London’s prolifically sprawling concert life always seems to be most satisfying when it comes into focus through an intelligently themed series. More often than not in recent years, the Philharmonia under Esa-Pekka Salonen have supplied that better than anyone else, and their newly launched Stravinsky: Myths & Rituals is no exception. Brilliantly contexualised by the series consultant Jonathan Cross, this celebration of Stravinsky comes backed up with a richly documented programme book. The whole enterprise is also a fine tribute to the vision of the Philharmonia’s long-standing managing director, David Whelton, who retires this summer.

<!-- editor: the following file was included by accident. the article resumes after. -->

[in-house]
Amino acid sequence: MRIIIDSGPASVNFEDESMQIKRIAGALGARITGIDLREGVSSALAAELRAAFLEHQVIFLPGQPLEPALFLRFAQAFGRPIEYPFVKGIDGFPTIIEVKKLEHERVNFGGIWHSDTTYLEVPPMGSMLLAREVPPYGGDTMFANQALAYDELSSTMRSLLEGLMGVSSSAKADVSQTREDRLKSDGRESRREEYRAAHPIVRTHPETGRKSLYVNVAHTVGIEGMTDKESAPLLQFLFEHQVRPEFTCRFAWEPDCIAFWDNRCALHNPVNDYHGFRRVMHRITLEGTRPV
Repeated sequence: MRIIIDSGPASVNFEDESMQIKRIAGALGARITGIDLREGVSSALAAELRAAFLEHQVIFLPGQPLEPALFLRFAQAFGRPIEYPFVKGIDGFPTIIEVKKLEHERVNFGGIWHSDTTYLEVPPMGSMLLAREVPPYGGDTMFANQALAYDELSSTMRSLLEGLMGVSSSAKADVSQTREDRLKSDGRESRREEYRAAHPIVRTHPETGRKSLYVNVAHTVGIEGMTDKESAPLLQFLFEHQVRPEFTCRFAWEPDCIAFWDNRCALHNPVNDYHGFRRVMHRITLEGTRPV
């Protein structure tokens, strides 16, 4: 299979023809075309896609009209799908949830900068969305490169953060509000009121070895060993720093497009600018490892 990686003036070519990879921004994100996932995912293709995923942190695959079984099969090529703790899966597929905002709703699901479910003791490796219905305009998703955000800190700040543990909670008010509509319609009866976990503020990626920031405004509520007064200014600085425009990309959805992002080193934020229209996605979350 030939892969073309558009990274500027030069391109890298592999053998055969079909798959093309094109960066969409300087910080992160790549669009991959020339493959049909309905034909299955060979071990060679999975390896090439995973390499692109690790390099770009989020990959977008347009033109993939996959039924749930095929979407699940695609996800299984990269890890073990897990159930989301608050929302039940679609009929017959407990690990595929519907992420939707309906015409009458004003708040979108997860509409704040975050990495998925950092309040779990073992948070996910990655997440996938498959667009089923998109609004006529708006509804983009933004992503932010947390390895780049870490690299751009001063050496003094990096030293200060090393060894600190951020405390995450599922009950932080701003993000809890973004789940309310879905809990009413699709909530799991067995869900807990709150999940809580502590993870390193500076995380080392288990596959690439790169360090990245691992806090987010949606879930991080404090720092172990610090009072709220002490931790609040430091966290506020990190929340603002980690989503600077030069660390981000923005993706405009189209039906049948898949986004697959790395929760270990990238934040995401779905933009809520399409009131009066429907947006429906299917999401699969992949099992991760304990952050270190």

Entitled «Tales», this concert turned the spotlight on the compact, one-off works Stravinsky wrote for the lyric stage during the early years of his exile from Russia roughly a century ago — mostly composed in Switzerland, all premiered in Paris. Nostalgia certainly haunts Renard, a burlesque based on children’s rhymes and evoking the rough side of the farmyard.
Renard’s absurdist, pantomimic aspect was ideally brought to life in Irina Brown’s staging; in costumes by Louis Price and choreography by Quinny Sacks, the four singers and four dancers seemed to step out of a constructivist picture, complete with hammer and sickle. The singers, from St Petersburg’s Mariinsky Theatre, gave full weight to their lines. Yet even in a score including the dusky cimbalom, the music seldom sounds quite so expressive as it did here: Salonen shaped a taut yet loving performance.